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View Full Version : Strings. I thought I knew (surprise, surprise)



Mr. Mojo
05-25-2017, 02:21 AM
Expecting my first ukulele to arrive tomorrow I called a local luthier who has been in the area for the 25 years or so I've lived here, to inquire about a set up. A woman answered and seemed very knowledgeable about ukulele. She was very friendly. I also mentioned getting new strings as reviews of this uke mention it comes with nylon strings. To my surprise she said all uke's use nylon strings (basically). I was confused and she then explained cat gut, nylon, nylgut and other things I didn't quite understand.

Anyway, after hanging up I did some research. My reaction was a bit of :eek: I re-read the review of my ordered uke as well as others and noticed the common theme of "you may have to change the strings because it comes with nylon strings." Here, I thought that meant "good" uke strings were not nylon but more like guitar strings (maybe lighter?). Turns out most uke strings are just some form of nylon or modified nylon. I never knew this.
I began to wonder if "nylgut" was just a combination of nylon and catgut thus the word Nyl-Gut.

Boy, you learn something new everyday, even about stuff you think, you just learned. Anyway...without getting into detailed explanations....this did a lot for me as far as choices. And thru this I also learned that classical guitars use nylon strings! (I never knew...now it makes sense...."tone")

Geez...it never ends! ;)

player
05-25-2017, 02:37 AM
Think I'll be keeping my original strings as long as possible. One guy said he hadn't changed since 2014.

Croaky Keith
05-25-2017, 02:46 AM
Nylon strings as against steel strings. ;)

Yes, the nylgut are supposed to be as like to gut strings as is possible.
Some people like plain nylon strings, but most favour flourocarbon because of their feel & sound that they help to produce.
(Most cheaper ukes come with nylgut, but the cheapest have plain nylon.)
They are all a form of plastic in the long run though. :)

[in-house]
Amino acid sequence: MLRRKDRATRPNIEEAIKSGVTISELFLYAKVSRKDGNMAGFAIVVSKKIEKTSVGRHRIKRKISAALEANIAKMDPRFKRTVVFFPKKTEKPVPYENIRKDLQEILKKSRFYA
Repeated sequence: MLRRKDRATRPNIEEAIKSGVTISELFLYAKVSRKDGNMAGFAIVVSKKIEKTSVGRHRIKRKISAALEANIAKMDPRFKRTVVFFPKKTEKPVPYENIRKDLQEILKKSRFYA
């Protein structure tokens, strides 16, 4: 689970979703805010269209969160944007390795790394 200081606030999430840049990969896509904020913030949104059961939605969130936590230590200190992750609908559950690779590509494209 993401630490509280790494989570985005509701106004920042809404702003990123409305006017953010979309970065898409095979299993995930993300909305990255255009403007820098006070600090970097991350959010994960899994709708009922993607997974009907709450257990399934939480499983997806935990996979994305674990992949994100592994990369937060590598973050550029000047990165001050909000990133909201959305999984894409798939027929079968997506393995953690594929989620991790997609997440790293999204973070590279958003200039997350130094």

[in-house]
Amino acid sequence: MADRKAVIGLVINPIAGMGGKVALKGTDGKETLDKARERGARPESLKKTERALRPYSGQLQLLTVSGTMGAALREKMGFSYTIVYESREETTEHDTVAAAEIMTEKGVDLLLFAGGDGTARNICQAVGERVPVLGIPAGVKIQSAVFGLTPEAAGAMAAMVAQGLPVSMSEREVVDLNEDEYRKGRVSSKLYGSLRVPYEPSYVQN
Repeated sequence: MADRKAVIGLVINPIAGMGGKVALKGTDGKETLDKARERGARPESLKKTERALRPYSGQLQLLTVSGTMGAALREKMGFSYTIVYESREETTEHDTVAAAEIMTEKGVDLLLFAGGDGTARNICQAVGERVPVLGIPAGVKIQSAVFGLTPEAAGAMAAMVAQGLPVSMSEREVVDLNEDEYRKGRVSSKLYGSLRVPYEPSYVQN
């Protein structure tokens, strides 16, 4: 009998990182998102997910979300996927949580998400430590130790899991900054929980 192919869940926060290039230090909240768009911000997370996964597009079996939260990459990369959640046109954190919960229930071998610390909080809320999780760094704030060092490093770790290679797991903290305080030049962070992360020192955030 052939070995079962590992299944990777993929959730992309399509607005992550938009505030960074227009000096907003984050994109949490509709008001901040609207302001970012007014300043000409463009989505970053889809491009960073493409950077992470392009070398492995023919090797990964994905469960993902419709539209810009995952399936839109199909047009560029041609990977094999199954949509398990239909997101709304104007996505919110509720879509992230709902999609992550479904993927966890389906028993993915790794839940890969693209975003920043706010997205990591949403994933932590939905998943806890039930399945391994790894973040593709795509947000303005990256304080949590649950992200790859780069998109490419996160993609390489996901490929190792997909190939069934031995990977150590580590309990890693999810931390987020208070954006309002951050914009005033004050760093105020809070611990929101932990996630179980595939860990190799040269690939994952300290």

Mr. Mojo
05-25-2017, 03:23 AM
If I've learned anything over the years of hobbies, interests, or any other new endeavor, and the internet (research) concerning such things; it's " be thorough, but don't look too deep." It becomes very easy to look so deep that you overshoot and go so far passed your original goal that you are now lost or confused. I'm not going to worry too much. My goal is to have fun. If this were the 80's before the internet I would probably just go out and buy a uke and not think twice, playing it just as it came. Then I'd learn to play and maybe buy a better one (or not). Some do just fine...or even great... with cheap stuff. Others not. It's all very subjective. I think my first line of business is going to be (like anything else for me) to be working on "me" to make my music sound good. Not the strings or wood or nut/bridge materiel, brand name or whatever. As for my instrument? All I need is playability. But I will be doing the playing/work. I don't need so much quality that the equipment does the work. But that's me. Not the right way or the wrong. My way :)

player
05-25-2017, 03:41 AM
Looks like a good philosophy, Mojo. Just played one string at a time to a remix of Chemical Brothers' Hey Boy Hey Girl. Should look up what these original strings are made of, I'd bet nylgut, because my uke wasn't the cheapest possible. Anyhow they'll be good enough, nothing to complain about :rock:

Rllink
05-25-2017, 05:22 AM
I think that comes with Aquila Nylgut strings. That is what I use and always have used. I would suggest that you play what you have until you get enough experience to form your own opinion and not do things just because someone else tells you to. Also, my Makala came quite playable right out of the box. If it needs a setup, then by all means, but I would play it first if it were me.